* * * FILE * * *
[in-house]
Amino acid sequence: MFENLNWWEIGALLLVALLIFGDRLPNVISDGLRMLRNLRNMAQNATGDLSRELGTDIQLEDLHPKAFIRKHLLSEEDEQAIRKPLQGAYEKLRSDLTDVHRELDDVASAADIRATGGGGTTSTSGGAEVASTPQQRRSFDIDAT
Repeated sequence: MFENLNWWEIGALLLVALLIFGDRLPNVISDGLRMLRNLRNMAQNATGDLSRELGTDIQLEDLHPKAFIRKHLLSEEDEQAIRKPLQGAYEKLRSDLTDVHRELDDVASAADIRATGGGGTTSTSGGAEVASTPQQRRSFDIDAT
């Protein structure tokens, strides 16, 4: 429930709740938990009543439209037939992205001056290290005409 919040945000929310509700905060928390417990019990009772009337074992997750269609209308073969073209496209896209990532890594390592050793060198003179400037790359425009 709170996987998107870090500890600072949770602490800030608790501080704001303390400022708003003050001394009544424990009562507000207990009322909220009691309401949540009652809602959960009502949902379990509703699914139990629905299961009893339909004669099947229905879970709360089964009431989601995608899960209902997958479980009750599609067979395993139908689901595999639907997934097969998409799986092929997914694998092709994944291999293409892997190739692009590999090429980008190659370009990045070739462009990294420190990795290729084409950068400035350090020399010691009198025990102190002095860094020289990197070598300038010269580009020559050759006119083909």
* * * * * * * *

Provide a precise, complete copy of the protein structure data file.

[in-house]
Amino acid sequence: MFENLNWWEIGALLLVALLIFGDRLPNVISDGLRMLRNLRNMAQNATGDLSRELGTDIQLEDLHPKAFIRKHLLSEEDEQAIRKPLQGAYEKLRSDLTDVHRELDDVASAADIRATGGGGTTSTSGGAEVASTPQQRRSFDIDAT
Repeated sequence: MFENLNWWEIGALLLVALLIFGDRLPNVISDGLRMLRNLRNMAQNATGDLSRELGTDIQLEDLHPKAFIRKHLLSEEDEQAIRKPLQGAYEKLRSDLTDVHRELDDVASAADIRATGGGGTTSTSGGAEVASTPQQRRSFDIDAT
């Protein structure tokens, strides 16, 4: 429930709740938990009543439209037939992205001056290290005409 919040945000929310509700905060928390417990019990009772009337074992997750269609209308073969073209496209896209990532890594390592050793060198003179400037790359425009 709170996987998107870090500890600072949770602490800030608790501080704001303390400022708003003050001394009544424990009562507000207990009322909220009691309401949540009652809602959960009502949902379990509703699914139990629905299961009893339909004669099947229905879970709360089964009431989601995608899960209902997958479980009750599609067979395993139908689901595999639907997934097969998409799986092929997914694998092709994944291999293409892997190739692009590999090429980008190659370009990045070739462009990294420190990795290729084409950068400035350090020399010691009198025990102190002095860094020289990197070598300038010269580009020559050759006119083909």